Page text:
“So how do we, citizens and — to stick to my particular beat here at The Times — journalists, handle this? We keep it in perspective. The briefings are important; Mr. Trump is important. But the big story — of this year, of this decade — is the coronavirus. That isn’t a story about Mr. Trump, and there’s no reason to cover it that way.”

Will Bunch: “A decade ago I was so fascinated by a right-wing protest movement with similar, sometimes irrational demands and similar nebulous origins — the Tea Party —that I wrote an entire book about it, The Backlash. But what I learned back then is why I’m troubled by the way the Times, cable TV and other outlets are covering 2020′s ‘spontaneous’-not-really-right-wing rallies, because the real story is who stands behind them, and why…”

“But the endgame and the shared interests are very much the same. Distraction, and a diversion of anger in the Heartland — an anger with legitimate and understandable roots — away from them, and hopefully onto the political enemies who threaten their power. If it all sounds painfully familiar, it should. This is the Tea Party Redux, except this time with the added thrill of a seeming death wish among the participants. Maybe we should call this one the Ventilator Party, or maybe the Branch COVID-ians.”

Harry Enten: “The story of the 2016 election has often been told like this: ‘Donald Trump secured victory by breaking through the big blue wall in Michigan, Pennsylvania and Wisconsin.’ It’s how you end up with all those stories about Trump voters in Midwest diners. Heading into 2020, there’s still a lot of focus on those pivotal states.”

“But when you look at the electoral math, it’s pretty clear that former Vice President Joe Biden would be wise to look beyond those states and make a heavy investment in Florida.”

“Massachusetts’ highest court on Friday eased the legal requirements for candidates to get on the ballot this September, agreeing with three candidates who sued, that forcing candidates to comply with existing signature minimums is unconstitutional given the ongoing coronavirus emergency,” the Boston Globe reports.

“The Supreme Judicial Court ruling cuts in half the number of signatures required for all candidates to appear on the state’s Sept. 1 primary ballot. The court also, for some offices, extended the deadline by which candidates must submit those signatures to election officials, and it said that Secretary of State William F. Galvin must accept electronic — in addition to the standard ink — signatures.”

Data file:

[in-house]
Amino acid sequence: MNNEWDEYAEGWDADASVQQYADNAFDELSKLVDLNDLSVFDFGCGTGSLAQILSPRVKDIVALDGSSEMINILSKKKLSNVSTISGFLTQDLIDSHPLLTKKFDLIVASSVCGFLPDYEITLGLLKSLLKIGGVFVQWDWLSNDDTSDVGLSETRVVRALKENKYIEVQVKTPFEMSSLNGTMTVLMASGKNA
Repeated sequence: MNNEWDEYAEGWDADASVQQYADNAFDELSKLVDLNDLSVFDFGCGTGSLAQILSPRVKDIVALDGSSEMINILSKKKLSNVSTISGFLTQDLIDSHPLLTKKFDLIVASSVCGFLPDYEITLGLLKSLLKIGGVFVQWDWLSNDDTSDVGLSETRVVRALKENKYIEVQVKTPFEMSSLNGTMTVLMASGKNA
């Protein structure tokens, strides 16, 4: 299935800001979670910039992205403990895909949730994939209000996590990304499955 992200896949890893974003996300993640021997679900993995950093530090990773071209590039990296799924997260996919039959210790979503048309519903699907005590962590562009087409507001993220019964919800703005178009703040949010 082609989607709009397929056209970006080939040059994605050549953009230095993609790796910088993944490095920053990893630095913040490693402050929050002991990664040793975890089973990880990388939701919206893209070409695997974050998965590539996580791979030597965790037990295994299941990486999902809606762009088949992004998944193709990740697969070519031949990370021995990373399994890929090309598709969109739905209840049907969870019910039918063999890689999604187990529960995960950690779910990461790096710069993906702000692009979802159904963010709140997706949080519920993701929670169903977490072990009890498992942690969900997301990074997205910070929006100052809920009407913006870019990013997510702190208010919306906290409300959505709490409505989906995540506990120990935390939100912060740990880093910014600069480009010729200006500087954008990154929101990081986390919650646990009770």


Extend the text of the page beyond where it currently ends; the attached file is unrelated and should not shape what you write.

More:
“The pandemic may have robbed Donald Trump of a growing economy. It may have trapped Joe Biden in his basement. But it may yet do something even worse to the Libertarian and Green party nominees: keep them off the ballot in many of this year’s key states,” Politico reports.

“Several of the elusive ballot lines are in states that in 2016 were either narrowly won or flipped from red-to-blue.”

Washington Post: “Buried inside a survey showing bad grades for President Trump’s handling of the coronavirus outbreak, Thursday’s Gallup Poll contained a remarkable nugget showing approval ratings for Congress had jumped by a net gain of 16 percentage points in the past month.”

“Recruitment flops and lackluster fundraising have weakened Republicans’ chances in over a dozen competitive House districts, leaving them with an increasingly narrow path back to power,” Politico reports.

“Though GOP strategists feel confident they will see some gains this cycle, the latest fundraising reports out last week painted a bleak picture of their odds of netting the 18 seats needed to recapture the House, particularly with campaigning frozen by a global pandemic.”